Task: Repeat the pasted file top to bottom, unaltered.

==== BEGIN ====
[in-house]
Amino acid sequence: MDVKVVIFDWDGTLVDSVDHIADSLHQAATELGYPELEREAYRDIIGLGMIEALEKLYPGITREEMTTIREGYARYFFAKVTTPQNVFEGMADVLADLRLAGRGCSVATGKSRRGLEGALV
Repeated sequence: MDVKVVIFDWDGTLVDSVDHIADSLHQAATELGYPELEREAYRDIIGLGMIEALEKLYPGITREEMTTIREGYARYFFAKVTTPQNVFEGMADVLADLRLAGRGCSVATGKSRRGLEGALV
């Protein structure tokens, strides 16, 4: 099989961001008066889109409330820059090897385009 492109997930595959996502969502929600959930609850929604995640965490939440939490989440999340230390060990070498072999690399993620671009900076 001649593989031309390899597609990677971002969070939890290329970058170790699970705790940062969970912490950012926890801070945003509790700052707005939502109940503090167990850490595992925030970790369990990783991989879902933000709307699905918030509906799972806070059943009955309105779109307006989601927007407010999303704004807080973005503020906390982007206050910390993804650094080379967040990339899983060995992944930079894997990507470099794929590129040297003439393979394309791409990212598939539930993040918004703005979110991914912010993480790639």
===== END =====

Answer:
[in-house]
Amino acid sequence: MDVKVVIFDWDGTLVDSVDHIADSLHQAATELGYPELEREAYRDIIGLGMIEALEKLYPGITREEMTTIREGYARYFFAKVTTPQNVFEGMADVLADLRLAGRGCSVATGKSRRGLEGALV
Repeated sequence: MDVKVVIFDWDGTLVDSVDHIADSLHQAATELGYPELEREAYRDIIGLGMIEALEKLYPGITREEMTTIREGYARYFFAKVTTPQNVFEGMADVLADLRLAGRGCSVATGKSRRGLEGALV
């Protein structure tokens, strides 16, 4: 099989961001008066889109409330820059090897385009 492109997930595959996502969502929600959930609850929604995640965490939440939490989440999340230390060990070498072999690399993620671009900076 001649593989031309390899597609990677971002969070939890290329970058170790699970705790940062969970912490950012926890801070945003509790700052707005939502109940503090167990850490595992925030970790369990990783991989879902933000709307699905918030509906799972806070059943009955309105779109307006989601927007407010999303704004807080973005503020906390982007206050910390993804650094080379967040990339899983060995992944930079894997990507470099794929590129040297003439393979394309791409990212598939539930993040918004703005979110991914912010993480790639």